A relaxed and joking Usain Bolt safely negotiated his 200m heat at the world championships on Friday, putting behind him the dreadful false start that ruined his 100m hopes.
The Jamaican reigning world and Olympic champion, and world record holder (19.19sec), clocked 20.30sec and never looked in danger after an impeccable start.
He came off the bend well in front of the field and coasted through to the finish line, affording himself several glances over his shoulder at the chasing athletes.
Bolt, who admits he is not in world record shape this season, had insisted he would not dwell on the disappointment of his 100m disqualification.
And at a packed Daegu stadium, many seats filled for the morning session by busloads of schoolchildren, Bolt did not fail to entertain.
Goofing at the television cameras, showing the ‘V’ for victory, preening his hair and striking his trademark lightning bolt pose, Bolt seemed relaxed and a world away from the desolate figure he cut after being disqualified from Sunday’s 100m final.
When the screams and whistles died down, Bolt, wearing yellow spikes and loose singlet over black shorts, settled in his blocks and made no mistake on his departure, registering the second slowest reaction time out of 53 runners in an obvious ‘play-safe’ tactic.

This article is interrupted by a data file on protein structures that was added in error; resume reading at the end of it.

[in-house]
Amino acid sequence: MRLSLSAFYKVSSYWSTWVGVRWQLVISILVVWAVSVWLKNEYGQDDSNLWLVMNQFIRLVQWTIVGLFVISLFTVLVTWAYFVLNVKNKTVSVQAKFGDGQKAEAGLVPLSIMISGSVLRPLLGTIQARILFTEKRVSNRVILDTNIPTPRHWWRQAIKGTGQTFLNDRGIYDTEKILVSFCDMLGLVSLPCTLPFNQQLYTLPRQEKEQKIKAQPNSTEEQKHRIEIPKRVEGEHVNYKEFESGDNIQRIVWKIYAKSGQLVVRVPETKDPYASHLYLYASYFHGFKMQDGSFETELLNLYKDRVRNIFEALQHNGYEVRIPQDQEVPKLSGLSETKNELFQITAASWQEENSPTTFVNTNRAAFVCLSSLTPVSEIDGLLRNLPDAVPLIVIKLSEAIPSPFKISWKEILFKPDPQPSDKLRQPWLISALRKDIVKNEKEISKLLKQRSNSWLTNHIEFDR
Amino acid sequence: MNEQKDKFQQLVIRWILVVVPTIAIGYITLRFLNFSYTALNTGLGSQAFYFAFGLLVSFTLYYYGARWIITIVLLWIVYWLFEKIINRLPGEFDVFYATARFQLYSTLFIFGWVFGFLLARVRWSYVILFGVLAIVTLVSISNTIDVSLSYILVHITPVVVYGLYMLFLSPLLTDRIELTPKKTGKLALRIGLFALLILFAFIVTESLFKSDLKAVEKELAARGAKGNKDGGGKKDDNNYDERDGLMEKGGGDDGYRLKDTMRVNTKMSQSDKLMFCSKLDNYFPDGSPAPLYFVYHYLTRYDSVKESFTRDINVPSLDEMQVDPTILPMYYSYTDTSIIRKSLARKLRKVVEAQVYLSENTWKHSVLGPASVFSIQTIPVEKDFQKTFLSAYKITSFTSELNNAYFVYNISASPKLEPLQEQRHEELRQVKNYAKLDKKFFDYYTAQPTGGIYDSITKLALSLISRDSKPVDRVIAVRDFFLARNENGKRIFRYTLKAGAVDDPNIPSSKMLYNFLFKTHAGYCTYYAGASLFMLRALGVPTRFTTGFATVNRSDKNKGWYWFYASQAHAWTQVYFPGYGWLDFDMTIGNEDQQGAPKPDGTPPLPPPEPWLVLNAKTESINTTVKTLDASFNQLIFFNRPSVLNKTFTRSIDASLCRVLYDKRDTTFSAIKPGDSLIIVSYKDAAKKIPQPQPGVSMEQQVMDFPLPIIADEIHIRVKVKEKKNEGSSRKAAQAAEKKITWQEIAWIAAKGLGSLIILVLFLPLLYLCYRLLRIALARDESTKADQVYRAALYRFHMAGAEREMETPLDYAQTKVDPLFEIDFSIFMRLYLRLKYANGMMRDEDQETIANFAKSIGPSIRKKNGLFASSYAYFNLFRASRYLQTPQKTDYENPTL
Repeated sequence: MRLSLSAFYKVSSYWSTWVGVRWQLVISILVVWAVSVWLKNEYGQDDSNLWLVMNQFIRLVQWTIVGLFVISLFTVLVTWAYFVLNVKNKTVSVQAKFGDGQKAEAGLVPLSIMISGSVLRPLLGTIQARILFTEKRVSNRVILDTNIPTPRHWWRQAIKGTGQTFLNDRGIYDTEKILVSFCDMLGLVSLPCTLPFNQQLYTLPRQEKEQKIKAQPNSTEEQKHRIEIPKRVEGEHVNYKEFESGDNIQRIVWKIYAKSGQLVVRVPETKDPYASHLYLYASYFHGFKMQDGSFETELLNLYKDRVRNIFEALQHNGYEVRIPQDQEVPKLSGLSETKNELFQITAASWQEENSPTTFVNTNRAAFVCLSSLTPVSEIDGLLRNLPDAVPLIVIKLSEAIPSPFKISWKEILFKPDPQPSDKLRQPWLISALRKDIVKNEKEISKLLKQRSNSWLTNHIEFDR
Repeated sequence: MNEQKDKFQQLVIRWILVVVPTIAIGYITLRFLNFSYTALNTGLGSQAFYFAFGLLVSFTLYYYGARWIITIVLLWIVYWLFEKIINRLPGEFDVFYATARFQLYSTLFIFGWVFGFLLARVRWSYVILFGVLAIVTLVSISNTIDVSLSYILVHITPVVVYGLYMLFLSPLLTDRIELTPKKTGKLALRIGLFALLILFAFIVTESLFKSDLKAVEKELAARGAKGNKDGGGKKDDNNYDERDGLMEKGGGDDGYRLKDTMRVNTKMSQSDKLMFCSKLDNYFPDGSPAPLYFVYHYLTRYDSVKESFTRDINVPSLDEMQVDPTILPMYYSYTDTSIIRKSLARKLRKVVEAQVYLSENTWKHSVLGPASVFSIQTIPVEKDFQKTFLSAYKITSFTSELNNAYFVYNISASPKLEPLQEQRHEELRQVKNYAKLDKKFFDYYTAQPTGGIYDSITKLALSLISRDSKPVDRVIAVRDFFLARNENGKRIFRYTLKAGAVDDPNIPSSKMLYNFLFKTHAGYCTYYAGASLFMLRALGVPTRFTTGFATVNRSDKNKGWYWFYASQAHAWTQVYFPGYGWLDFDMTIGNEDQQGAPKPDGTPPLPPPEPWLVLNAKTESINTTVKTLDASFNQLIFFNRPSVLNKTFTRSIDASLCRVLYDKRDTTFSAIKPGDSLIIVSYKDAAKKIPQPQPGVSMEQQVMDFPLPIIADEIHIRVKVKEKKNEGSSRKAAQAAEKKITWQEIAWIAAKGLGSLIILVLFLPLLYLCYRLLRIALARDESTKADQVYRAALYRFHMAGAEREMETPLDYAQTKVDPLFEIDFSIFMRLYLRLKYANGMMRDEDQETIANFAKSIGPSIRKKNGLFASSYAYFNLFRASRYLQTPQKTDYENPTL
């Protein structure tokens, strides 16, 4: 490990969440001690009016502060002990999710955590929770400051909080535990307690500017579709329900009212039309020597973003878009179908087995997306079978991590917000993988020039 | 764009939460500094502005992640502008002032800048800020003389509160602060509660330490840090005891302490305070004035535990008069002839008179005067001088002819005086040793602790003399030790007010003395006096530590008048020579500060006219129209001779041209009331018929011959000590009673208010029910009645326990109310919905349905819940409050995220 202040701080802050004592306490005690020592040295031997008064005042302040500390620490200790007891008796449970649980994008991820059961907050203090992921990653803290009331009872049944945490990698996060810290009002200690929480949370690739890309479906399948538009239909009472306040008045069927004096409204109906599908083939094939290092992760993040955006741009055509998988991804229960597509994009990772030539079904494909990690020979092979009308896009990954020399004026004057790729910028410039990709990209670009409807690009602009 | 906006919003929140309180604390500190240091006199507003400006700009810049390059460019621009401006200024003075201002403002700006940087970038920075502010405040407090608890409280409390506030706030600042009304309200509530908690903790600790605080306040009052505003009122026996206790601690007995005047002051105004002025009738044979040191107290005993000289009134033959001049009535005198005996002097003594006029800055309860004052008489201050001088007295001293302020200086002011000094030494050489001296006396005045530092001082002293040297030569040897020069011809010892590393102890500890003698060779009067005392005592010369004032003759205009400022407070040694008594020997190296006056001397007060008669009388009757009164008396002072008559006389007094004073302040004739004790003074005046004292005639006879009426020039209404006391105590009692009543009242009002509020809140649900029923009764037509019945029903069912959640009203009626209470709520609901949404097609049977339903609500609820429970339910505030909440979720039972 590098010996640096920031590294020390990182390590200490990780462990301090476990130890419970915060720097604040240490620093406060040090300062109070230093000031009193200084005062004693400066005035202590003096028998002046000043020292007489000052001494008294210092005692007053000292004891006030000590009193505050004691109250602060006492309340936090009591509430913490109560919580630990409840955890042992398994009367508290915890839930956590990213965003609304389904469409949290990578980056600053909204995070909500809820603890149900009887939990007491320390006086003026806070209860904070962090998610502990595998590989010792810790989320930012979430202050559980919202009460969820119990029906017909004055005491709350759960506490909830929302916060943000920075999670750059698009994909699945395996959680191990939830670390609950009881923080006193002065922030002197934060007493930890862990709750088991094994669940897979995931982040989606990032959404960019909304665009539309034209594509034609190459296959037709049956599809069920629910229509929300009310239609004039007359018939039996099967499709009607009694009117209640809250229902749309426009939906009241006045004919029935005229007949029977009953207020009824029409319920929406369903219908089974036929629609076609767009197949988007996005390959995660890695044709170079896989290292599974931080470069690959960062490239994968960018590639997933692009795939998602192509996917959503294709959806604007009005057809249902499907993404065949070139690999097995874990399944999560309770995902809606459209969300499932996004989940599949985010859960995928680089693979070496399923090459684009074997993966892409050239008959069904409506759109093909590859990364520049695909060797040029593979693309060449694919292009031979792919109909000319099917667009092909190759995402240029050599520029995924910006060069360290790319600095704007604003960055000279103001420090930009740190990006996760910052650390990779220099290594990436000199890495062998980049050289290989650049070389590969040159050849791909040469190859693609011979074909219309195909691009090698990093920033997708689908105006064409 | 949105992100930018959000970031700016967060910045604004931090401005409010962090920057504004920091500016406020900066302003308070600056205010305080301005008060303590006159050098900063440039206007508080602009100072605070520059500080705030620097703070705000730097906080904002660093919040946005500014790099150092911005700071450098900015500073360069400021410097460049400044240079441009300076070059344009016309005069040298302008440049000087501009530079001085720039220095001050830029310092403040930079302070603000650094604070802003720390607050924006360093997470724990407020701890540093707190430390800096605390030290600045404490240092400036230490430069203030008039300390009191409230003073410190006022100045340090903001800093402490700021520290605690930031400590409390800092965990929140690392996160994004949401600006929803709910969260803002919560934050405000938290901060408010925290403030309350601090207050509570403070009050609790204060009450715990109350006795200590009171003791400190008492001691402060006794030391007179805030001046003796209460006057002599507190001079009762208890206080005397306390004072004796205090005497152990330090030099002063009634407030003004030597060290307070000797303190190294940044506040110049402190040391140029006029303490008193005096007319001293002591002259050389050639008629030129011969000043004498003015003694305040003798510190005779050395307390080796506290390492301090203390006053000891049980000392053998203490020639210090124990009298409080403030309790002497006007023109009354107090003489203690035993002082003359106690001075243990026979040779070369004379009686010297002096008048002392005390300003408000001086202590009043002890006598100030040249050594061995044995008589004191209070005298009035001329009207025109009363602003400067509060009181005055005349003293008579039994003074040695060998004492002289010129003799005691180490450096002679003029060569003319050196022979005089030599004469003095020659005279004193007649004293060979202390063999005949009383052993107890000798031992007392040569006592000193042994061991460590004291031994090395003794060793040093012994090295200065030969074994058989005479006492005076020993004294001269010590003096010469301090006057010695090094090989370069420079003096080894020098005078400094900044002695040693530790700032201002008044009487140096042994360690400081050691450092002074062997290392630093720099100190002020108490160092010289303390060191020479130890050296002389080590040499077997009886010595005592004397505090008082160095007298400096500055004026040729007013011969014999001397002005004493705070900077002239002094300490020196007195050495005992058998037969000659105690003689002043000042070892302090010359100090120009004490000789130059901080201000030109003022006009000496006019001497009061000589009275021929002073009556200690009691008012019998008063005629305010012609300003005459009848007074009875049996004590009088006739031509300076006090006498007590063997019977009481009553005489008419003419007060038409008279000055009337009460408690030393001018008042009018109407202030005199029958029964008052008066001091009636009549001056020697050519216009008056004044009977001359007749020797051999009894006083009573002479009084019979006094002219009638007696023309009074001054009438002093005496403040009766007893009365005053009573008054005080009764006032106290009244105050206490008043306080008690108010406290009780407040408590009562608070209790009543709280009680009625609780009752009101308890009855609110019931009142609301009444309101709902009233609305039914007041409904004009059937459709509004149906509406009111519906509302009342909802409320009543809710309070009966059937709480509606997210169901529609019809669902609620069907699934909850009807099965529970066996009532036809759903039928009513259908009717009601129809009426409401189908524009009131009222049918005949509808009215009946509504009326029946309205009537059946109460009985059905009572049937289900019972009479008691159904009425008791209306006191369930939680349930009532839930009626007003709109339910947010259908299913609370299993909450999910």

The 25-year-old Jamaican, who is world leader over the 200m this season with a run of 19.86sec in Oslo, whisked himself past journalists after the race with thumbs upturned.
European champion Christophe Lemaitre and American Walter Dix, 100m silver medallist in Daegu, also coasted through their heats along with Jaysuma Saidy Ndure of Norway and Berlin silver medallist Alonso Edward of Panama.
“I’ll show you,” a buoyant Dix said when asked whether he could beat Bolt.
“I felt relaxed running out from the blocks. I just wanted to make sure I came out clean. I feel that this year, the 200m is my stronger event and I’ll definitely go for gold here.
“I’m not sure about how ready Usain is. This time it will not be as easy for him as in past years.”
Jamaican Nickel Ashmeade, the 2008 world junior silver medallist who trains with injured US star Tyson Gay under Lance Brauman in Florida, also advanced along with 2003 world champion Kim Collins.
“I have to get into the final,” said 35-year-old St Kitts and Nevis sprinter Collins, who claimed a shock bronze in the 100m in Daegu in his eighth world champs, having debuted at the 1997 worlds in Athens.
“I’m looking forward to it. I take each race as it comes. I’m not tired.”